A large metal bell rings outside the common house where some residents prepare dinner four times a week for the community. Every household is expected to contribute about eight hours each month taking care of the grounds, homes and other duties. Some residents contribute by cooking.
No one is required to take part, but those who do pay about $3-$5 a meal. On a Sunday night in June, pasta with a spicy red pepper-and-scallop sauce was served. Sautéed tofu was available for vegetarians. Each dish was accompanied with salad, melon and vanilla ice cream with fresh fruit for desert.
The sunny kitchen contains eight tables where groups of six or so gather to eat and chat. Large windows encase the second floor which is lined with balconies. The common house is a quick walk from the rows of lovely pastel-colored homes; up to five homes adjoin one another, townhouse-style. Skylights brighten each of the one- two- and three-bedroom homes, which range from 800 to 1,600 square feet.
On this warm, clear day, the community looks and feels like a summer resort. Poppies, daisies, lavender and dozens of other flowers trim most front yards and run along the paths that lead to the strawberry field, pond and vegetable garden.
The homes sit on 10 acres and are surrounded by another 10 acres of woods that buffer highway noise and other development. It is hard not to be instantly delighted by the landscape and the residents.
“I just love it,” says Connie Plice, a 70-year old resident and retired elementary-school teacher. She tells a favorite Sunward story about caring for her neighbor’s two cats. When one got loose, she put out the word that if anyone found it to please put it back in the friend’s house. The next day, there were three cats in the house, she laughs.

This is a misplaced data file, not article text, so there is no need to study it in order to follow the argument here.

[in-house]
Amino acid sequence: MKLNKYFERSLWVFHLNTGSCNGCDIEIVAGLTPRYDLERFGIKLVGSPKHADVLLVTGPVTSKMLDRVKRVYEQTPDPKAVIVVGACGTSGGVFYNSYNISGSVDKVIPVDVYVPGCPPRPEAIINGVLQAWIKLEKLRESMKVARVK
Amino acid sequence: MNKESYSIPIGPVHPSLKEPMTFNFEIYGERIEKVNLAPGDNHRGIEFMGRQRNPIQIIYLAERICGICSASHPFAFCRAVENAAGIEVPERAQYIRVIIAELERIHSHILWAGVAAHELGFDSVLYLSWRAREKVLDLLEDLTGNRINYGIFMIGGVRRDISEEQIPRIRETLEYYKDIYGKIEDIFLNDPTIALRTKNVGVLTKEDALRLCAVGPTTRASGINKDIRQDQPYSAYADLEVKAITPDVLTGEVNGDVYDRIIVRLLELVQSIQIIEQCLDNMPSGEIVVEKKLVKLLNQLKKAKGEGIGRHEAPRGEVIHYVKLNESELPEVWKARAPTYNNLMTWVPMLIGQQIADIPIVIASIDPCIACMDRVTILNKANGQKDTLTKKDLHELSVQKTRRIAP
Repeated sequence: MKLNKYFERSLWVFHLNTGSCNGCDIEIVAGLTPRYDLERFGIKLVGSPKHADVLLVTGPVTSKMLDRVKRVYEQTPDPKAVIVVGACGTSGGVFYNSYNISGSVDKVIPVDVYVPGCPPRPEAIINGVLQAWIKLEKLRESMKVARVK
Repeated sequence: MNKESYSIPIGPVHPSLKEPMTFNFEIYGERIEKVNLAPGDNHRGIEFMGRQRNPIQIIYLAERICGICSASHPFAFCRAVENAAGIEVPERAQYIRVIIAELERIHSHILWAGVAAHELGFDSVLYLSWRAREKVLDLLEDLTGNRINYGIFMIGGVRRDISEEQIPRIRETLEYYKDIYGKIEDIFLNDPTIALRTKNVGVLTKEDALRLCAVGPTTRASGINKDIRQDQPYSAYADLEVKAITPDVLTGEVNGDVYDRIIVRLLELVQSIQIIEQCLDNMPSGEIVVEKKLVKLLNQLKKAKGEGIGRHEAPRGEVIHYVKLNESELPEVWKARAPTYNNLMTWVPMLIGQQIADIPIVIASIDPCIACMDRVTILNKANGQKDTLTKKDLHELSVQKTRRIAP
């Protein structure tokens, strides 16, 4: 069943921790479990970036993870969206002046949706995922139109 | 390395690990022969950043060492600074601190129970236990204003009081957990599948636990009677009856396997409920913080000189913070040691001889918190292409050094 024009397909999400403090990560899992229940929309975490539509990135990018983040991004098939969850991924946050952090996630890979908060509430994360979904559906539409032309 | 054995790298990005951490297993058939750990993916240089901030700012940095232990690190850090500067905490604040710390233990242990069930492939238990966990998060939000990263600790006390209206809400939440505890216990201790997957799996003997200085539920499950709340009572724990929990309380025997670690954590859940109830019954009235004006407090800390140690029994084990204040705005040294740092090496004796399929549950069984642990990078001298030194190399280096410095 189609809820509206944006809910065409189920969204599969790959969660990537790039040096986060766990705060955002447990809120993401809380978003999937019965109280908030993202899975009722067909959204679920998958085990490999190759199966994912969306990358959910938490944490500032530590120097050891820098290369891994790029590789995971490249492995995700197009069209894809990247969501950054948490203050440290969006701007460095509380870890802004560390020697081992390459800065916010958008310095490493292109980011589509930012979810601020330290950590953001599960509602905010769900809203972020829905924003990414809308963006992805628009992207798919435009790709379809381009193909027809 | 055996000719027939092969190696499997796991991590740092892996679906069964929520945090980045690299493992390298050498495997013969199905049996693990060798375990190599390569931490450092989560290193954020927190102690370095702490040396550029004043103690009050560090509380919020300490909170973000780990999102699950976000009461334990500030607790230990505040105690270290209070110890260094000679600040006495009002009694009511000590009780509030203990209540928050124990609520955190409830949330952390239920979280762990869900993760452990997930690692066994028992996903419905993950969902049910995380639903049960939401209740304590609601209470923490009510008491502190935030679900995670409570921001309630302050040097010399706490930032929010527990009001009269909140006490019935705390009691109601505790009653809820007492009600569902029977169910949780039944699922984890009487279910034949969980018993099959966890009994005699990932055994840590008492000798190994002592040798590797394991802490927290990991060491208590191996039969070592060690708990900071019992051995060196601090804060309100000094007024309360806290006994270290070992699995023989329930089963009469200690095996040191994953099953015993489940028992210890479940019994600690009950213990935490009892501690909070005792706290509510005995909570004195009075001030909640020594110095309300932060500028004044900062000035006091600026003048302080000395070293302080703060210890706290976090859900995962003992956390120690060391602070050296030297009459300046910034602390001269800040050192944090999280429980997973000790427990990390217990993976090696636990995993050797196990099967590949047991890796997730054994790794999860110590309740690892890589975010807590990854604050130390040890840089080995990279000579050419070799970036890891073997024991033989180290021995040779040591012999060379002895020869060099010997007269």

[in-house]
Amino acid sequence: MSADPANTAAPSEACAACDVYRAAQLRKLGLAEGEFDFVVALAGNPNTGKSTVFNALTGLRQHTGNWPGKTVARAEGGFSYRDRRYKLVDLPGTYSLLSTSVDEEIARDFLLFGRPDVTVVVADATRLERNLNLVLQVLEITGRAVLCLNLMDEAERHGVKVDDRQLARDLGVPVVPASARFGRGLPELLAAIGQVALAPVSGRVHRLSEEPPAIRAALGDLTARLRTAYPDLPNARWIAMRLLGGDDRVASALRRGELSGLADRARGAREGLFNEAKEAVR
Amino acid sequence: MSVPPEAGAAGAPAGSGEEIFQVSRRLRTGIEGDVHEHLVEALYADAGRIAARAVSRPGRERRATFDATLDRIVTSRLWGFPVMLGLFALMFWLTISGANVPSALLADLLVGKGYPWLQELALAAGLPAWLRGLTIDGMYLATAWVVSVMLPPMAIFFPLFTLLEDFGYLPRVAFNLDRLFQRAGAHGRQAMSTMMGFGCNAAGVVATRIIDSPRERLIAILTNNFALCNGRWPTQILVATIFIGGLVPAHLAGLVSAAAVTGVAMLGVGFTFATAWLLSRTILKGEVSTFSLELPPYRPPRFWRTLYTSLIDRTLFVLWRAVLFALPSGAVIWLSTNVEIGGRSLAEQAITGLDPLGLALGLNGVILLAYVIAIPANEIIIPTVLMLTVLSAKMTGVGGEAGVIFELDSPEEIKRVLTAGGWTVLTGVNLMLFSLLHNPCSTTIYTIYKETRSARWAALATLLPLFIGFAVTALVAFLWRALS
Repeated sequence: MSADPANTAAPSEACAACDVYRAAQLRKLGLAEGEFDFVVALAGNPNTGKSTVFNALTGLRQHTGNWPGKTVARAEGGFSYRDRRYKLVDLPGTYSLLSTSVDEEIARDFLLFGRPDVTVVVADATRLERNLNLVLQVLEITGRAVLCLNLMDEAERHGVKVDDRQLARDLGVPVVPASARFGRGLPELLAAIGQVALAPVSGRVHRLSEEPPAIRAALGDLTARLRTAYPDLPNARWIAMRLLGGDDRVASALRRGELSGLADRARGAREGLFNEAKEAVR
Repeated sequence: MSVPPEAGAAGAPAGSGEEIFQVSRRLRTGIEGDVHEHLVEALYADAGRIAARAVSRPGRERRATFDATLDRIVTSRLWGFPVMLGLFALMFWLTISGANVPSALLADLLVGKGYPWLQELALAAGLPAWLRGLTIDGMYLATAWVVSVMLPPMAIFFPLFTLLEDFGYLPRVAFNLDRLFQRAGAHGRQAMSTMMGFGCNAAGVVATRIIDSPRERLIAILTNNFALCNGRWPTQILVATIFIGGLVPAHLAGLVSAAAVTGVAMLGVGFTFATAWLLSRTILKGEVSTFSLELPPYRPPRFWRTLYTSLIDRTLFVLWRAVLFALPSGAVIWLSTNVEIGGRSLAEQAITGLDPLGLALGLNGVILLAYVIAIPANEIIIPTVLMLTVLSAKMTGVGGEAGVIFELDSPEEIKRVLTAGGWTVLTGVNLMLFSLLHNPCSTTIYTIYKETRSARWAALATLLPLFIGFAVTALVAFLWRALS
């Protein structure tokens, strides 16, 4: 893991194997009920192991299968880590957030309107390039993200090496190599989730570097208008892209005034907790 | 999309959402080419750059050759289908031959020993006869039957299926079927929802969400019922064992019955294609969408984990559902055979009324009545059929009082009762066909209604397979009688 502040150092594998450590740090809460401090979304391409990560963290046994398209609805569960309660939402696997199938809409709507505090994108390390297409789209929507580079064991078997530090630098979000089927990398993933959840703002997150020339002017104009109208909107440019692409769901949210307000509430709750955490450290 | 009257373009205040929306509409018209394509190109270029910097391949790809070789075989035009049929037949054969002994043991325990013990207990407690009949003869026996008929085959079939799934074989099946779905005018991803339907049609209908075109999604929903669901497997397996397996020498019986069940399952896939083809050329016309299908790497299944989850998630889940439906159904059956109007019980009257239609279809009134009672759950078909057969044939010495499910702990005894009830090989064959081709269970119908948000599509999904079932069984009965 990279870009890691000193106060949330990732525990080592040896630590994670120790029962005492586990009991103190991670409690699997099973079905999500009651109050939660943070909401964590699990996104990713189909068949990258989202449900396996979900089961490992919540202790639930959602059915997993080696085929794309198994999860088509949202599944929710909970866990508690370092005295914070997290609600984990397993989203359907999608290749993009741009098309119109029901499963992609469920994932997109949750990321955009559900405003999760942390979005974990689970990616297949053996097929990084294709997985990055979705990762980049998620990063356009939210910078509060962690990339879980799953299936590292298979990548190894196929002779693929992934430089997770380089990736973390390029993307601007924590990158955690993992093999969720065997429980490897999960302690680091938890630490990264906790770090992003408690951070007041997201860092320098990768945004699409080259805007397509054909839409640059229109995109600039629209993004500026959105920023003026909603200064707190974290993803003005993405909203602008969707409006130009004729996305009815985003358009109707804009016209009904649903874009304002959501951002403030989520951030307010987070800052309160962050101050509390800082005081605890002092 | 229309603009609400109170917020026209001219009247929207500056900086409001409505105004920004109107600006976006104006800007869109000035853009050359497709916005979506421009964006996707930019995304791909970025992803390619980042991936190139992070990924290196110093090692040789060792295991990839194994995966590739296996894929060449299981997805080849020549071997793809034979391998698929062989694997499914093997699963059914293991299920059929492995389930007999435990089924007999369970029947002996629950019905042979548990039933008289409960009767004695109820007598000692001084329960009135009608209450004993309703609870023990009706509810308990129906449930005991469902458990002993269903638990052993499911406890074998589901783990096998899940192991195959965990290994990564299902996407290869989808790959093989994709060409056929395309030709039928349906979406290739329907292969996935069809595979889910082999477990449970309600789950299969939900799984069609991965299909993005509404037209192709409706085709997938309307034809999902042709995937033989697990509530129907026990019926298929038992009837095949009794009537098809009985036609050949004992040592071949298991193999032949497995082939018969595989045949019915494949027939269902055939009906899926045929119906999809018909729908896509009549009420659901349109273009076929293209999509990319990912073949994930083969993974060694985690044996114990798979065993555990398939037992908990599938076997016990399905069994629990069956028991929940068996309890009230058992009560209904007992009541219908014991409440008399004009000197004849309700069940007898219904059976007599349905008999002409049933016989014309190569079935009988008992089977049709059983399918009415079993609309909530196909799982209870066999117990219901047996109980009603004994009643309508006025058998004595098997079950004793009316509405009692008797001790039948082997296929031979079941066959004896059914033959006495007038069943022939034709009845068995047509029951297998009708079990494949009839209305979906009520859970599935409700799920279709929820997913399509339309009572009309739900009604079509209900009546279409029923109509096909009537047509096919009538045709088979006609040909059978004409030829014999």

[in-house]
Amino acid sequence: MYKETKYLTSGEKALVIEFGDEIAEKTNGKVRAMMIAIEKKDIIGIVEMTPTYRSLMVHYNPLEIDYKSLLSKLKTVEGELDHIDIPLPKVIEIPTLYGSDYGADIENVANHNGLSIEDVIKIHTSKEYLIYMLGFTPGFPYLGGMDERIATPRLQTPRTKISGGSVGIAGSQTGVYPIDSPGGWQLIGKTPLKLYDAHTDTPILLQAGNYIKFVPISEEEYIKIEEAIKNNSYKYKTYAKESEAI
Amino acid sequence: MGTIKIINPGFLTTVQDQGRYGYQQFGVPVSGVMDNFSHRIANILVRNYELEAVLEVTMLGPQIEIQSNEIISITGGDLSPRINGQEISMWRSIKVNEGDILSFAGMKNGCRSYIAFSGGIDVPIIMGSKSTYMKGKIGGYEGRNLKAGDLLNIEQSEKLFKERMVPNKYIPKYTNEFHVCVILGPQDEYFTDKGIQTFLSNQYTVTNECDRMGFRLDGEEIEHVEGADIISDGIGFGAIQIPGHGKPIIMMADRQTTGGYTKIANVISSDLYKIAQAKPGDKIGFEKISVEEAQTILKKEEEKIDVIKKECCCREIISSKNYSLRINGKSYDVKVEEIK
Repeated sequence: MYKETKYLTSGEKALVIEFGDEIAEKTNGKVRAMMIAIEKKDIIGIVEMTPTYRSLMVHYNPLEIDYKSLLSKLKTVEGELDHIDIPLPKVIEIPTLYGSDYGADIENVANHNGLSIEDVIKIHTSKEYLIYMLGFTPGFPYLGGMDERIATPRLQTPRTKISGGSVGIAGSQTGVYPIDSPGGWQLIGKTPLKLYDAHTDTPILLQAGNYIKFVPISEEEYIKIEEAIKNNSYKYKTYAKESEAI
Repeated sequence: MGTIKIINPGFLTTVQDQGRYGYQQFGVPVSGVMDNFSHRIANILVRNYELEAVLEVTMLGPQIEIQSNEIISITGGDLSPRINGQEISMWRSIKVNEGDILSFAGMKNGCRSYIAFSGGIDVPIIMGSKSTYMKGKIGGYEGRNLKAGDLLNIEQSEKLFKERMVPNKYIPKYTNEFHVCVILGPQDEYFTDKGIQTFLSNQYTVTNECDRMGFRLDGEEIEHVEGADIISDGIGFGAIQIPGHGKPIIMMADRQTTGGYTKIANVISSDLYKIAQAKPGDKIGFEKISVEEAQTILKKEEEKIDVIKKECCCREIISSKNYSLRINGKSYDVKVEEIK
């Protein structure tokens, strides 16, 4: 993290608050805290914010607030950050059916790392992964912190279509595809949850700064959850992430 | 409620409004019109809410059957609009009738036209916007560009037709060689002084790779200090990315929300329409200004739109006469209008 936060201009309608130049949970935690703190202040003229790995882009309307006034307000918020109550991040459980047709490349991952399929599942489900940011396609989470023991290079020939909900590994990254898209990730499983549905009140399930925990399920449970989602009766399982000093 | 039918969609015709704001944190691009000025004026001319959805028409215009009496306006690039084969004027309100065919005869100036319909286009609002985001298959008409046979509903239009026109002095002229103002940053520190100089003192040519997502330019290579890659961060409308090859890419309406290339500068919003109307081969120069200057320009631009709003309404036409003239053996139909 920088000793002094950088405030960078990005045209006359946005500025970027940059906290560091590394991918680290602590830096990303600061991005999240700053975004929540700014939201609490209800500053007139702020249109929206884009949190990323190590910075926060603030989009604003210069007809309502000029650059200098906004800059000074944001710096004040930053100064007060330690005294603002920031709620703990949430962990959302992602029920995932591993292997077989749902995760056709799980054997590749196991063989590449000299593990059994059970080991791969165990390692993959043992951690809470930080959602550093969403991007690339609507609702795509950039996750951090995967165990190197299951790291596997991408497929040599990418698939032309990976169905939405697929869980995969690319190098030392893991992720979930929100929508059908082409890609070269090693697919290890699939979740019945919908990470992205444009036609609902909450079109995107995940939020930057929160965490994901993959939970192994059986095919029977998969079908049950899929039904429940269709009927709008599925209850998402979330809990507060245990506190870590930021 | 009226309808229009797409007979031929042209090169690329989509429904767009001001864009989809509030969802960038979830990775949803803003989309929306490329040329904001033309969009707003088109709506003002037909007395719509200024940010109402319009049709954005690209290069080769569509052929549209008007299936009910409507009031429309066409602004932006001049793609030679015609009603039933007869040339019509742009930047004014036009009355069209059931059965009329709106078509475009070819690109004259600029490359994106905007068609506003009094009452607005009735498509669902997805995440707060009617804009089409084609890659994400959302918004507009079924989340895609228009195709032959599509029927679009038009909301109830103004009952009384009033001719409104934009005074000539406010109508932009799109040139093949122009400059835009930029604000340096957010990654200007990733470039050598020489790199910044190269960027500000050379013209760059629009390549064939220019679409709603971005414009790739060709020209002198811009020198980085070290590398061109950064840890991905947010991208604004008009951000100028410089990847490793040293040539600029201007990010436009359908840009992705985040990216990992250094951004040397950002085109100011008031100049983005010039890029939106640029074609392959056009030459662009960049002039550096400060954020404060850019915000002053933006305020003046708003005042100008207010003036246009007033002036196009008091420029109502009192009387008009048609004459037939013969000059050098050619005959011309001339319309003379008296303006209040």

But she says cohousing does have some drawbacks. Plice complains about some of the cluttered yards where kids’ toys, bikes and yard tools sit. Without garages or sheds there is little storage space.
Another problem, says Plice, is that there is little diversity in the community. Though Sunward welcomes all people, most residents are white, college-educated, middle-class families, couples and seniors.
Property values have increased since the community went up in 1998 — some units now sell for as much as $300,000 — making Sunward out of reach for lots of folks. Association fees, which cover maintenance and other costs range from about $80 to $140 a month.
About five people have moved since Sunward went up three years ago, but the majority of them had to relocate with new jobs, says Meima.
His 16-year old stepson Kevin Fahey is not as enthused with cohousing as his mom and Meima. He complains about having to carry groceries from the parking lot to the house, misses having a garage and says that everyone knows everyone else’s business. His mom, Allison Welles, who met and married Meima at Sunward, moved to the community when she divorced, wanting to simplify her life. She understands that it is hard for teens who want little to do with anything that is different from the norm.